Brooklyn Center officials says they are generating ideas to turn the city's stretch of Brooklyn Boulevard from an old, unsafe corridor dotted with blighted homes, into a safe, attractive commercial and residential area that draws people in.
Last fall, Brooklyn Center launched a study assessing the boulevard's current condition and developing a long-term vision for the Brooklyn Boulevard corridor that spans from Interstate 94 to 49th Avenue North. Brooklyn Boulevard is a county road, so city officials are working with Hennepin County, MNDOT and other agencies on this issue. Brooklyn Center officials say the future of this main artery into their city is crucial to the revitalization of its economy.
"This corridor is an entryway to Brooklyn Center," says Brooklyn Center City Engineer Steve Lillehaug. "It’s an entryway to the main commercial area around the old Brookdale Mall this is currently being redeveloped. So it goes hand in hand, especially with some of the improvements made to the Bass Lake Corridor."
Lillehaug says the city is looking at a variety of concepts that could improve the safety and efficiency for drivers, pedestrians, bikers and public transit. Ideas include widening streets, adding medians and improving intersections. Ideas with pedestrians and bikers in mind include creating a buffer between the sidewalk and street, adding a multiuse trail and creating a bike lane.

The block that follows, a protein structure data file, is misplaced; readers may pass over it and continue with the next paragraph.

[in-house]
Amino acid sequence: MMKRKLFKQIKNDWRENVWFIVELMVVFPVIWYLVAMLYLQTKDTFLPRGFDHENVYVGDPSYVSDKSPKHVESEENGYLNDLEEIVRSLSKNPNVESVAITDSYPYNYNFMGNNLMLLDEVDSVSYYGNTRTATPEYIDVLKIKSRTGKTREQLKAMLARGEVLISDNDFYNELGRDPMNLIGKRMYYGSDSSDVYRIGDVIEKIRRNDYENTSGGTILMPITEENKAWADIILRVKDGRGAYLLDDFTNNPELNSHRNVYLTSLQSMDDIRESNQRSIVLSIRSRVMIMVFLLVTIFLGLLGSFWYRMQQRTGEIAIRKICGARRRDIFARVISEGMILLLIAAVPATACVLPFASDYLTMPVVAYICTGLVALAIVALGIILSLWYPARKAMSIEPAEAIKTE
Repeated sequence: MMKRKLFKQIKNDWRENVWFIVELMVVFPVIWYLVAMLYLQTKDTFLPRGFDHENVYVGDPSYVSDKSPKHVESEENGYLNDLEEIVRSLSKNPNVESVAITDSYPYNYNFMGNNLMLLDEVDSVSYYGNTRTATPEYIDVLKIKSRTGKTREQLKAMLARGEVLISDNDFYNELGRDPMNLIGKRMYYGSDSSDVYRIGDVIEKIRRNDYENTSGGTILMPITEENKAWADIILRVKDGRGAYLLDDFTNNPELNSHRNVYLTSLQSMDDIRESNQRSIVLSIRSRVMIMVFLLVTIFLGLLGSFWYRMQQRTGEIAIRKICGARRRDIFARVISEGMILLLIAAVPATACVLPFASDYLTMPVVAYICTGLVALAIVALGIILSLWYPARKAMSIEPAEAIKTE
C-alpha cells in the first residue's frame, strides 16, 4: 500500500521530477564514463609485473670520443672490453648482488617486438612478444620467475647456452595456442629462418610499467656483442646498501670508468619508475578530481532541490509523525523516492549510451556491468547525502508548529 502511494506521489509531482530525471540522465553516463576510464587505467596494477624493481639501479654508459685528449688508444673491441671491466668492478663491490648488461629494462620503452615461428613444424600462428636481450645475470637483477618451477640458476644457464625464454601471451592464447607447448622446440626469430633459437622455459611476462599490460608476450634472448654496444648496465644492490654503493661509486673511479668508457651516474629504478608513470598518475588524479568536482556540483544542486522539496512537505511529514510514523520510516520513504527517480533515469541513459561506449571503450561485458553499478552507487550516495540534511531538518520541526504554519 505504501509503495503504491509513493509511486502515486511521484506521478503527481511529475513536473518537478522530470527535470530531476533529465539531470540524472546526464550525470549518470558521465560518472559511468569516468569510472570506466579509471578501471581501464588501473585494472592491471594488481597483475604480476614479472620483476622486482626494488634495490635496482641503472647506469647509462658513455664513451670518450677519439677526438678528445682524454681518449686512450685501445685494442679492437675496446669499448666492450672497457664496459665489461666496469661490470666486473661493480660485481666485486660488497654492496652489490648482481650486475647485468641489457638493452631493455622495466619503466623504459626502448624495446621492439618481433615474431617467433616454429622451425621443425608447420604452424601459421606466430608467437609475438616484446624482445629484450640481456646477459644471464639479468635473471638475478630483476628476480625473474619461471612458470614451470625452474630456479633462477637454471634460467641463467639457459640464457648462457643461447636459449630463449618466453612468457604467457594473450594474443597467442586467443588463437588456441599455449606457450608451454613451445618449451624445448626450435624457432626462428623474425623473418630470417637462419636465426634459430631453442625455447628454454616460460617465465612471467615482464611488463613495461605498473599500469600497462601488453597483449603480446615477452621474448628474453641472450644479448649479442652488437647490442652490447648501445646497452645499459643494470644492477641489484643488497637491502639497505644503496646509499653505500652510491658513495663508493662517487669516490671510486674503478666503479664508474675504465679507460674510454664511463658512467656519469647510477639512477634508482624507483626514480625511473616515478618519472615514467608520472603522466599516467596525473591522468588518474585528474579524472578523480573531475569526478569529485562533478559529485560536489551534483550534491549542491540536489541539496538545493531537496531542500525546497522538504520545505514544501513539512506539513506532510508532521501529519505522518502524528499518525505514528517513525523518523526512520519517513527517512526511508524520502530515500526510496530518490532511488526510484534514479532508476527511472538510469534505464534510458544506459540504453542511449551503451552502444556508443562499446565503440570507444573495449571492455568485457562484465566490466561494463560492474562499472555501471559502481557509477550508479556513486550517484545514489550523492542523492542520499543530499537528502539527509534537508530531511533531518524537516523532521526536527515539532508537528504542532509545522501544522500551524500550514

The city is also planning to spruce up the overall appearance of the boulevard; the study offers concepts that suggest the addition of landscaping and lighting.
"I would like to see the whole area improve," says Jim Jensen, who for 36 years has lived right on Brooklyn Boulevard just south of I-94. Gesturing south toward Highway 100, he adds, "There’s some houses down that way that people have kind of let go a bit."
The city has purchased several homes along the boulevard, with plans to buy more.
"Those areas that the city does acquire, we are looking at possibilities of redevelopment and creating some general concepts of redevelopment," says Lillehaug, "as well as it can just simply be kept as green space."
The city wants to hear from people who live, work or travel along the Brooklyn Boulevard corridor. It is holding an open house meeting Tuesday, June 19, from 4:30 to 6:30 at West Fire Station on Brooklyn Boulevard. There, you’ll get a chance to hear the city’s ideas for the corridor and to offer some of your own.
Once the agencies involved in the study determine plans for the corridor, their next step is the implementation, when they must figure out how to plan for and fund the project. Lillehaug says, hopefully, we could see work begin on the corridor within the next five years.
June 18, 2012